How to deal with asbestos during a home remodel

If you’ve recently discovered that the home you were hoping to remodel is contaminated with asbestos, don’t give up quite yet. Although remodeling a home with hazardous materials requires extra attention to safety, it’s still possible to transform your home while keeping yourself and your family safe. 

Asbestos can indeed be dangerous. That’s why our team of remodeling experts at Lamont Bros. works with homeowners to find safe and effective construction solutions. To safely remodel your asbestos-contaminated home, you need a good team of construction professionals to help guide you through the process.

This article will cover the risks and regulations surrounding the removal of asbestos during a home remodel. By the time you reach the end of this article, you’ll be confident in your understanding of asbestos remediation and what it means for your remodel. You’ll learn about:

What is asbestos and why is it dangerous?

Asbestos is a naturally occurring fibrous mineral that was used heavily in construction until the 1980s. After it was discovered that asbestos carries several major health risks, its use was banned in new construction.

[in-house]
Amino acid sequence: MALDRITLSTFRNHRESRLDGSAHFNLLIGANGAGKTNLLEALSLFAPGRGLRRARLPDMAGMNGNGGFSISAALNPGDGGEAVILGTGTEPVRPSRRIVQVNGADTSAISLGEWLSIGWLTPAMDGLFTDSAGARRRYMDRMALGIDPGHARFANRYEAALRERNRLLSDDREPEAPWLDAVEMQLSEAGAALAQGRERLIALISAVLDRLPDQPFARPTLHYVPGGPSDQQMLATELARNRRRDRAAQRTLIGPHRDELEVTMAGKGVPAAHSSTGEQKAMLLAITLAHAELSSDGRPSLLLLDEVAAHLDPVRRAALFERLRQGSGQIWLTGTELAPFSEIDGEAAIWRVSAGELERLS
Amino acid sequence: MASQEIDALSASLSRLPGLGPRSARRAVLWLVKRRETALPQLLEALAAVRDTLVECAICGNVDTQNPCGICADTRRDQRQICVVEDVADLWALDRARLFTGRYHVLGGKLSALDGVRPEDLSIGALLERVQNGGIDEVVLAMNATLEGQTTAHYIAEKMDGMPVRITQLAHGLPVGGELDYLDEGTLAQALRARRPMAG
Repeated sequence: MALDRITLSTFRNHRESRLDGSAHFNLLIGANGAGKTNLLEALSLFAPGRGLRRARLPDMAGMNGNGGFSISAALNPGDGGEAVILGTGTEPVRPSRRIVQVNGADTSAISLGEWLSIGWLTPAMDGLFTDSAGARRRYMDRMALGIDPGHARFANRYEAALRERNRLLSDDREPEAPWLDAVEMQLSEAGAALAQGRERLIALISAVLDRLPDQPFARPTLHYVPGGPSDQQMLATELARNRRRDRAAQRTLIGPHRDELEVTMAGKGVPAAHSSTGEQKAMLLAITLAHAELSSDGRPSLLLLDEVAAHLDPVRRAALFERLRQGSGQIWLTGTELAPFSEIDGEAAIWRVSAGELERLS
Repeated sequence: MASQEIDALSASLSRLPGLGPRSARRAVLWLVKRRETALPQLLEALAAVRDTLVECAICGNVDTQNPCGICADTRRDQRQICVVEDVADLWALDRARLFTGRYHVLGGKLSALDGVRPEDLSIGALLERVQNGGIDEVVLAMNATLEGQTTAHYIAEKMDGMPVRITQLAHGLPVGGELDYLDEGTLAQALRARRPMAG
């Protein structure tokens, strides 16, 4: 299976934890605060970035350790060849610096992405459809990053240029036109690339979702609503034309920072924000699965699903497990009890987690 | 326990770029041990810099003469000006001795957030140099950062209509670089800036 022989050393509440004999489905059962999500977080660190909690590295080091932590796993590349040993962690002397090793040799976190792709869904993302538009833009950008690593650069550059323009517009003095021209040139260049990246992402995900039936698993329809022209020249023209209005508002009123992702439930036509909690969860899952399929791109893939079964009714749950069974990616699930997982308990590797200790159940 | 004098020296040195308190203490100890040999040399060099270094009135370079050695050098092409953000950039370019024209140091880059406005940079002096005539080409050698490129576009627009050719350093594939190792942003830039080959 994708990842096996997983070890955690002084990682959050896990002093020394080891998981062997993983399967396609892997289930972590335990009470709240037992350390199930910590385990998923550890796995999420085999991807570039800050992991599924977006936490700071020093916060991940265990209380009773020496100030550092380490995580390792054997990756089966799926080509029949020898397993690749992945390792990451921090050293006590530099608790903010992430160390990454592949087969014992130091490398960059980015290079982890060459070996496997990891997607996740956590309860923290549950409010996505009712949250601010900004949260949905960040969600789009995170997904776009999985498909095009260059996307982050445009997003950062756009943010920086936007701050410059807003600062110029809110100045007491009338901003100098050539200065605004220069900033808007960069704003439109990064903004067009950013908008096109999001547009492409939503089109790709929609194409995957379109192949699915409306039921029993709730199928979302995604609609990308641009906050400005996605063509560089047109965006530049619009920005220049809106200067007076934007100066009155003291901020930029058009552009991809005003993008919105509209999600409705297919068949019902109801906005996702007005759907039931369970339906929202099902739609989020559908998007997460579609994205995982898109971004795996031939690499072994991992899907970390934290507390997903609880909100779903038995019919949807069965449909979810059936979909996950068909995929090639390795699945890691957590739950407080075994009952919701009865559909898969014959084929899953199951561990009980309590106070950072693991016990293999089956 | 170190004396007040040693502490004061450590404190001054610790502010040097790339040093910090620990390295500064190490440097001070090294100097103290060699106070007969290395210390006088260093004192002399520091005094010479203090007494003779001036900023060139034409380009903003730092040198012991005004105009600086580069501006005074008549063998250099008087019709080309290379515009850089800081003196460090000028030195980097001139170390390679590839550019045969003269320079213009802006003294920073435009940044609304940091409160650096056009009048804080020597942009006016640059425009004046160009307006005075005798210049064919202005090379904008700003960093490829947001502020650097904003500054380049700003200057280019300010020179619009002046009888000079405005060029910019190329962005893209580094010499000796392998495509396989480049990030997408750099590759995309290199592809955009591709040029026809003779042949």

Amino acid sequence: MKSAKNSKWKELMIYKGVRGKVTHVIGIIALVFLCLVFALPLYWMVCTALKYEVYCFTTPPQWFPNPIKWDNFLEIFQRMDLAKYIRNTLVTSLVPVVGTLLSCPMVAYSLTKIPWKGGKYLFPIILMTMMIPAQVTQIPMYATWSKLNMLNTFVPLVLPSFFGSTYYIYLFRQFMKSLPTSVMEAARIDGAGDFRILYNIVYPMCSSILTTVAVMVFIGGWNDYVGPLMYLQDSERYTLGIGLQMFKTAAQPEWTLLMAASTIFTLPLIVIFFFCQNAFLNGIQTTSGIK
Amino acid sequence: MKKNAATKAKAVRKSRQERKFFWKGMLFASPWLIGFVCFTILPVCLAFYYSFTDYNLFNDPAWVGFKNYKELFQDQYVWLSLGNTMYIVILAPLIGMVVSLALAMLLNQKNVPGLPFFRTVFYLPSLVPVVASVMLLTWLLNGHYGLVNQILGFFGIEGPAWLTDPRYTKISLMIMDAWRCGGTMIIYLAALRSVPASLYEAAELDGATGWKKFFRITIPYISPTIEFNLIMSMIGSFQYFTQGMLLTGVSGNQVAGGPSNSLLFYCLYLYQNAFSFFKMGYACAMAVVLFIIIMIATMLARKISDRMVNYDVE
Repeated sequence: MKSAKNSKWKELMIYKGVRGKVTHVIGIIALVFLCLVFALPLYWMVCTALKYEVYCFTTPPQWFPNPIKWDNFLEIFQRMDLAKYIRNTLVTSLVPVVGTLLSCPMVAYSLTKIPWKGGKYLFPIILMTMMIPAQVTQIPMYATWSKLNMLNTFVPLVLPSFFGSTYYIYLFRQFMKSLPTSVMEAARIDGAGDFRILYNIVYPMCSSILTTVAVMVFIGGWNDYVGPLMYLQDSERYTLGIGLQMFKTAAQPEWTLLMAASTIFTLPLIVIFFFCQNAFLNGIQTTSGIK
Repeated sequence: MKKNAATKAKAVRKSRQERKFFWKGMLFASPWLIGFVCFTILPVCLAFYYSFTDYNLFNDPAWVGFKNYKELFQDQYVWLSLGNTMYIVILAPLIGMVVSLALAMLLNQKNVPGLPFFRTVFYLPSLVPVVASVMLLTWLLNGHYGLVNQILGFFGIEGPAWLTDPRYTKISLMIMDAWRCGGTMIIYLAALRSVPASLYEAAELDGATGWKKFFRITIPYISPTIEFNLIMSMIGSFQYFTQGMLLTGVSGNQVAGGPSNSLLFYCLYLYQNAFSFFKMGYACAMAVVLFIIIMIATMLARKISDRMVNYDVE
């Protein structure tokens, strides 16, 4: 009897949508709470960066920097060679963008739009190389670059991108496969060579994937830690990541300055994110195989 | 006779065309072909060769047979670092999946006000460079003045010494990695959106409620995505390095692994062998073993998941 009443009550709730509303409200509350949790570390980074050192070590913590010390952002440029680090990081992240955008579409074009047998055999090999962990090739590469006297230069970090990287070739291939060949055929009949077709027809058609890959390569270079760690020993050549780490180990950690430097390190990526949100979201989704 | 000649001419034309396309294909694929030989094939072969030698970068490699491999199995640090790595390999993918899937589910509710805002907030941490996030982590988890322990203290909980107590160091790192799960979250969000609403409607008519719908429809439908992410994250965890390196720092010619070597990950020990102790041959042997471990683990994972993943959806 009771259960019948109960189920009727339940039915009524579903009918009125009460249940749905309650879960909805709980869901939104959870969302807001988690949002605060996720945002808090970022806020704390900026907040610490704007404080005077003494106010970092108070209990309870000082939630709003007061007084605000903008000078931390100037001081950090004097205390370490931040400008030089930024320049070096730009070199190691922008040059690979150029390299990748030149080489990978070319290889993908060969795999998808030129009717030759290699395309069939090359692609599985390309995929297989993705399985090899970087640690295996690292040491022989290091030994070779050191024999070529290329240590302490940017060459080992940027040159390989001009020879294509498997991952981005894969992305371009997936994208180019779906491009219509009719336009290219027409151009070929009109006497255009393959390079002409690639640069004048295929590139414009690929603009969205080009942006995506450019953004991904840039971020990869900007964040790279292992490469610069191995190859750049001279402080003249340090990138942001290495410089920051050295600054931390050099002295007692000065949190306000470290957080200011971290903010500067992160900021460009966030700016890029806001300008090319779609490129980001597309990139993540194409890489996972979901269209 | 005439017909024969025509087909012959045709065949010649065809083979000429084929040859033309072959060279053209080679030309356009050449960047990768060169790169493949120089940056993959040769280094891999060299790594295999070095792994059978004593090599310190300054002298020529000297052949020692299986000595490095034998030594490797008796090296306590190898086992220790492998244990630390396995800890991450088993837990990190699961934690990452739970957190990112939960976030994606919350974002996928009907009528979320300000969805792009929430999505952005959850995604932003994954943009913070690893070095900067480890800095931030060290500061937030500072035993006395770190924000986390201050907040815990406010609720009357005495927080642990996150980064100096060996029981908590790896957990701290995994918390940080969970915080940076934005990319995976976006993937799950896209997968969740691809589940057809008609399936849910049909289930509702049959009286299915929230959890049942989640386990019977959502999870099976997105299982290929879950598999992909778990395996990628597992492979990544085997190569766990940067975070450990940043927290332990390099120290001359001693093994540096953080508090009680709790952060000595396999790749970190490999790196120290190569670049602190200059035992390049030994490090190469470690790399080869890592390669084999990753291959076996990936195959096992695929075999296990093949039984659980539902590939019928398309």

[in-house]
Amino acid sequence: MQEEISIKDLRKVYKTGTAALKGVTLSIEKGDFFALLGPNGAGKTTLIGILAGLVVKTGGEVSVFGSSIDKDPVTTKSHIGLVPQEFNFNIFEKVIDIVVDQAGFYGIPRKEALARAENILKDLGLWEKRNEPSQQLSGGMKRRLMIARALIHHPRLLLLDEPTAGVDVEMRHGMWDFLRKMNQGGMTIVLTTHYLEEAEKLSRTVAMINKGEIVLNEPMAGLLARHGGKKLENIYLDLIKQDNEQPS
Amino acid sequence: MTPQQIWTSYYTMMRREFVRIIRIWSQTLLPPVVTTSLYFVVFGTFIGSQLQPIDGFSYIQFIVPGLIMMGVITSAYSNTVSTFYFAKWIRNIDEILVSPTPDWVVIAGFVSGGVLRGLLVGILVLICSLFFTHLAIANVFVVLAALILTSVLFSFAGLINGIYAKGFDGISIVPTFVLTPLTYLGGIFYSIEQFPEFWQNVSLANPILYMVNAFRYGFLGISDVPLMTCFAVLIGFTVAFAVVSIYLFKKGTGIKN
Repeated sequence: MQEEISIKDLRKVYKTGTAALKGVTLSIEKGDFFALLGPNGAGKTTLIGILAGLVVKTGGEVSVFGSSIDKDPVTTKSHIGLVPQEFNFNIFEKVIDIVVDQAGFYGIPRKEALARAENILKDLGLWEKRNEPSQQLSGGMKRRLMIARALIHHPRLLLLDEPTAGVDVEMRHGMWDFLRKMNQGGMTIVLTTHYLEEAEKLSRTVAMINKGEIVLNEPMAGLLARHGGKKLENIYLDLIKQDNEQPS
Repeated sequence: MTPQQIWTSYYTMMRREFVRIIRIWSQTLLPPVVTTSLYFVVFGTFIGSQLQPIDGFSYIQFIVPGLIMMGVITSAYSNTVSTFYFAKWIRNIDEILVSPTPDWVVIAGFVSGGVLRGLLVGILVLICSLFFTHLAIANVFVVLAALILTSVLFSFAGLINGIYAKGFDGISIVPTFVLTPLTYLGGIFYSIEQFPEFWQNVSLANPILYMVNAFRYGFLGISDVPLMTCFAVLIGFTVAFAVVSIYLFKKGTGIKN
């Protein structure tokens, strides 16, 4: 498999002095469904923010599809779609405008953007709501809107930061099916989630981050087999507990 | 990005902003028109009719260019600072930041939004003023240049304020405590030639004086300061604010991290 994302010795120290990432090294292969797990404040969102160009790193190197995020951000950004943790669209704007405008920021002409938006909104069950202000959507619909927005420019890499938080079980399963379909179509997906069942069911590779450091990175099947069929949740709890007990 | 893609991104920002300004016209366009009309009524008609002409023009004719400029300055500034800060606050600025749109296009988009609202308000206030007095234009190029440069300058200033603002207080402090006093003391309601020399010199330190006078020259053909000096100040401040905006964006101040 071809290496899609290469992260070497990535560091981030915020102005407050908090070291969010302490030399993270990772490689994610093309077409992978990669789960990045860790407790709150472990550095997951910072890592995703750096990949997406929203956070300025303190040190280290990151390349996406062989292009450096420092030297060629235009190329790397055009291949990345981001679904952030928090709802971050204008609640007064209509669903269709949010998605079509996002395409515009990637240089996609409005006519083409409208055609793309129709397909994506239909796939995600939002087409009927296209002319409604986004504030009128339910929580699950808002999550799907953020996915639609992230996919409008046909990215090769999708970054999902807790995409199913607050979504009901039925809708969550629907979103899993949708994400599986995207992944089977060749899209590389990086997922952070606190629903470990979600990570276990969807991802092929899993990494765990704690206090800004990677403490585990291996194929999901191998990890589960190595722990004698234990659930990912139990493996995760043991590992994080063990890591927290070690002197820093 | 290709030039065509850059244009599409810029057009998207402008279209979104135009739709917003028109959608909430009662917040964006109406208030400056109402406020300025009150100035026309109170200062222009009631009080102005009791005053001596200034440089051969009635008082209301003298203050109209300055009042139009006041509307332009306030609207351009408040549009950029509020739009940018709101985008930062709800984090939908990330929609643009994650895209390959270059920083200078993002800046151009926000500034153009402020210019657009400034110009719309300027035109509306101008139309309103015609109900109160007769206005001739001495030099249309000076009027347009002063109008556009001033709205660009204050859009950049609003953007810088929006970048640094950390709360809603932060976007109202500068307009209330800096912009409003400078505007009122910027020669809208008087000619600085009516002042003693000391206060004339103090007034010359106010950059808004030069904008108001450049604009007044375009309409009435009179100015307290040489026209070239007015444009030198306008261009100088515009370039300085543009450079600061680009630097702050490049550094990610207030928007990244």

Why was asbestos so popular?

Asbestos is a naturally occurring, fibrous mineral

 During the late 19th and early 20th centuries, asbestos was used extensively in construction. It was highly desirable because it possessed several useful qualities, including strong thermal insulation, high tensile strength, and resistance to chemical or heat damage. 

By the 1940s, asbestos was everywhere. It was in wall plaster, clothing, fireproof insulation, and even clothes irons. Most significantly, asbestos became a staple of 20th-century construction. Its high tensile strength and fire resistance made it an appropriate additive to just about any building material manufacturers could think of. Flooring, mortar, caulk, roofing shingles, you name it, chances are somebody tried to add asbestos to it. 

Why is asbestos dangerous?

Many doctors suggested in the early 1900s that asbestos was a health hazard. However, it wasn’t until after nearly 100 years of putting asbestos in our homes, offices, and even vehicles,  that growing health concerns caused a widespread investigation into the effects of asbestos. The results confirmed that asbestos posed a significant risk to the human respiratory system.